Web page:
Zombie Elementary

Zombie Elementary cover

Third graders tell a story of unexpected alliances, overcoming mistrust, and collective action

Zombie Elementary is the thrilling story of Samantha and her friend Jake, the zombie who wants to come to school to learn, because zombies tend to forget a lot (according to the 8-9 year-old authors of this story).

Samantha and Jake organize their friends, including nervous Zariah and super-smart Charlette, to outwit Jake’s twin brother zombie, James, and the rapidly multiplying brain-eating zombies who want to skip learning and instead get smart by ingesting other people’s brains through long green straws.

How the children manage to overcome prejudices and mistrust between zombies and children to work together to save their school and themselves is a tale for the ages–ages 7-11 mostly, but older folks will love it too!

Order Zombie Elementary for $5.00 + postage. Paying a bit more–$6.00, $10.00–will help us continue this unique program where young people collectively imagine, write, illustrate and produce collective, reality-based, imaginative stories of social change.


Here’s how Zombie Elementary begins:

Samantha meets Zombie Jake

Chapter 1

Samantha was walking to school, feeling tired and worried. She was worried that her dad wouldn’t let her get a dog, which she had wanted for a very long time. Because of the dog worry she hadn’t done her homework or slept very well, or even eaten breakfast, and now she was worried about what would happen to her for not doing her homework. Worries sure can pile up, she told herself gloomily.

As she walked along, she saw a person about her own size ahead of her on the sidewalk. The person was pale green, and slightly bloody, she noticed. Some kid in a zombie costume, she thought as she approached.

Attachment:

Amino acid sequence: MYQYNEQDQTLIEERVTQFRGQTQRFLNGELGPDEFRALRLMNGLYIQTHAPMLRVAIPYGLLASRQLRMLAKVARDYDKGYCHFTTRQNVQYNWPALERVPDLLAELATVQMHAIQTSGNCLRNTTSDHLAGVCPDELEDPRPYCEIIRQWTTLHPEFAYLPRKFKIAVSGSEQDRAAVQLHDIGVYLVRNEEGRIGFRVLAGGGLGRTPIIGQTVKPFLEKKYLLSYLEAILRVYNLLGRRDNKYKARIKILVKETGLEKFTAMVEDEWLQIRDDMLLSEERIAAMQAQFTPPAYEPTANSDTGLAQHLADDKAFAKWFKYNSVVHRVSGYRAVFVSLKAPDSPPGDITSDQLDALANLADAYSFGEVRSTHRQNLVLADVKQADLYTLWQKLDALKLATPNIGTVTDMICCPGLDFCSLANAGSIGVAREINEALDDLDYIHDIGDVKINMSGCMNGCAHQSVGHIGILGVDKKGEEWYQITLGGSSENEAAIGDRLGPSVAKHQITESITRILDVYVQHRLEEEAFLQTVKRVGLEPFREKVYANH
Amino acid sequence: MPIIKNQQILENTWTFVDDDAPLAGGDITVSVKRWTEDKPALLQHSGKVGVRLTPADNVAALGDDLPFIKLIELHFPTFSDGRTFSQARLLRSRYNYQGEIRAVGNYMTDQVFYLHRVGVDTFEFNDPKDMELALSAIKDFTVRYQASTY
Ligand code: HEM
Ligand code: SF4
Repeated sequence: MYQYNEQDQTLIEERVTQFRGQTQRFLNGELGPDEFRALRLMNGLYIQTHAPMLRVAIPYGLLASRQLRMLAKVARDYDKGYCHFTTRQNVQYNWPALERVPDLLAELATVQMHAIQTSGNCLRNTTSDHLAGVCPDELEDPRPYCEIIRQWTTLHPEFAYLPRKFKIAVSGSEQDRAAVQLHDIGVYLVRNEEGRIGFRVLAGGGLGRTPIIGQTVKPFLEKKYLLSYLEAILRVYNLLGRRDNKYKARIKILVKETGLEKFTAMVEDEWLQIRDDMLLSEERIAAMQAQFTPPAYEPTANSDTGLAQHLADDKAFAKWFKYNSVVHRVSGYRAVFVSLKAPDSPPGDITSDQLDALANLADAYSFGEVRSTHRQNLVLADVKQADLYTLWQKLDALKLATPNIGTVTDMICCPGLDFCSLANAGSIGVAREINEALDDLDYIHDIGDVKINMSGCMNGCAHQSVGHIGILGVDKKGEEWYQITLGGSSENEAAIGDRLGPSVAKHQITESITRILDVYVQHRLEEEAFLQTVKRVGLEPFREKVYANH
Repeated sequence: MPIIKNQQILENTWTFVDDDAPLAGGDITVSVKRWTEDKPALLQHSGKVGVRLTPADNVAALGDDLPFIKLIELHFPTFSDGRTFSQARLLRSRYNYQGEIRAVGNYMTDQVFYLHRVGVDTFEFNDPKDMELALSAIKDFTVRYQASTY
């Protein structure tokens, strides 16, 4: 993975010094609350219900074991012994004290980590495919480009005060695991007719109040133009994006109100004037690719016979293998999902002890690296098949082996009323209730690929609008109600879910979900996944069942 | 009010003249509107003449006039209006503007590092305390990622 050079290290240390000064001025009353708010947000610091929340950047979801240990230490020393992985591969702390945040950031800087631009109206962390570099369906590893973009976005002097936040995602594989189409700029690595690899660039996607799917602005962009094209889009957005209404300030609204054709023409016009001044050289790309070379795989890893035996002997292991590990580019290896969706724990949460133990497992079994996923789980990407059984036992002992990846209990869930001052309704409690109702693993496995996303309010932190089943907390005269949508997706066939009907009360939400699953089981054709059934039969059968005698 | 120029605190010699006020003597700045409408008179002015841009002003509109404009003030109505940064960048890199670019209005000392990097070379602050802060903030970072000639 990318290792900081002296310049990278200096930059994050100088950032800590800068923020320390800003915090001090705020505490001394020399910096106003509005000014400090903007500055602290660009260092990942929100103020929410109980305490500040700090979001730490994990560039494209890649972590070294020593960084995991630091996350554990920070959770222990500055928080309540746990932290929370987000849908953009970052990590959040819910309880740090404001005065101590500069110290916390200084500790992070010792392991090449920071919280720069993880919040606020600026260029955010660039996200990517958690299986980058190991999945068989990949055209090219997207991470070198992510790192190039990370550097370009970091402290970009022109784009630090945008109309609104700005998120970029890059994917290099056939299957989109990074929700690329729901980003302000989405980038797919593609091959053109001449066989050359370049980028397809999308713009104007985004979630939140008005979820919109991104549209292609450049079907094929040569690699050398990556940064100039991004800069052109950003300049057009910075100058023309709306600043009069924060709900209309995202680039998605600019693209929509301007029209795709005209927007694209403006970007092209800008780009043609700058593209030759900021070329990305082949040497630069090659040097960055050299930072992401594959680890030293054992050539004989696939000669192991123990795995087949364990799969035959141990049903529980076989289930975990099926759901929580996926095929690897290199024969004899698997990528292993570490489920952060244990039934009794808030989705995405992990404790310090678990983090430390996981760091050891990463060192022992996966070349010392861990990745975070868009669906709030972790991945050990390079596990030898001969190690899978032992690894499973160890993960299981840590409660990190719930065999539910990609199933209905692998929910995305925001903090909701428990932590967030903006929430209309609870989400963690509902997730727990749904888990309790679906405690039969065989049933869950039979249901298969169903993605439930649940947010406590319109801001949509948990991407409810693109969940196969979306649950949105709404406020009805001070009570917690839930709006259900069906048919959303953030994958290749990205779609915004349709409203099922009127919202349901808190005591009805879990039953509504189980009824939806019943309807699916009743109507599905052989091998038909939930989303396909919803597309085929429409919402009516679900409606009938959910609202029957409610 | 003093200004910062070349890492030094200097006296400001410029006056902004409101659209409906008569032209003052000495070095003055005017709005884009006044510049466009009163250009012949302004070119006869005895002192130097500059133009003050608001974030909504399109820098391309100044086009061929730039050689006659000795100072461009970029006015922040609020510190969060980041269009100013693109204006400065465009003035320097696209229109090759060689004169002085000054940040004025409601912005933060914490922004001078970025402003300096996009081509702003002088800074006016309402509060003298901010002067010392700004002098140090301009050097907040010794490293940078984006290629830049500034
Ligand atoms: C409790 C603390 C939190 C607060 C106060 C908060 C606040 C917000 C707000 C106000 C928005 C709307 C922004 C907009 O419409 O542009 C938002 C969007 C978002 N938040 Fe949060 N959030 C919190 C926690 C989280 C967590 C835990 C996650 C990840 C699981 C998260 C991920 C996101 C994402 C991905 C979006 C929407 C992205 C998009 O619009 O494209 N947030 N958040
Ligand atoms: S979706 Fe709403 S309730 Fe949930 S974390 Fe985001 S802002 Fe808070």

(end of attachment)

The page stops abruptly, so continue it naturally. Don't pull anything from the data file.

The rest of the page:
“Hey, Halloween is still a month away,” she remarked. Up close, she saw it was a boy, kind of cute, even handsome, with glasses and smooth, slicked back hair. When the boy turned to look at her she saw deep green eyes behind the glasses.

But something wasn’t right. The boy seemed just a little dead looking. What a realistic zombie costume, she thought. Then she looked again, and suddenly felt frozen with fright. It was a real zombie!

“Hi,” the zombie said. Its voice was mumbly, but she found she could understand it. “Excuse me,” it continued politely, “can you tell me where the school is?”

Samantha was so surprised she couldn’t move or speak.

“My name is Jake,” the zombie told her. “What’s yours?”

Samantha, very alarmed, could only babble, “Whaaaa???”

“Wa?” Jake said. He took a couple shuffling steps toward her and looked at her strangely through his glasses. “Pleased to meet you, Wa!” He held out a greenish hand and smiled a friendly if somewhat dead-looking smile…

Our favorite fiction is full of police and superheroes. And activists?? Not so much. Let’s seek out stories with activists, the courageous first responders against injustice! And let’s look into why there aren’t more of them.

We’ll ask why activists–when they do appear–are so often shown as unappealing stereotypes, not real people.

Does this matter? If so, what can we do about it?

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RAINWOOD HOUSE SINGS, a social justice mystery for youth and adults, paints a truthful (with a hint of magic) picture of activists taking on gentrification, police violence, worker rights and cultural divisions; tackling mysteries large and small with creativity, humor and collective action.

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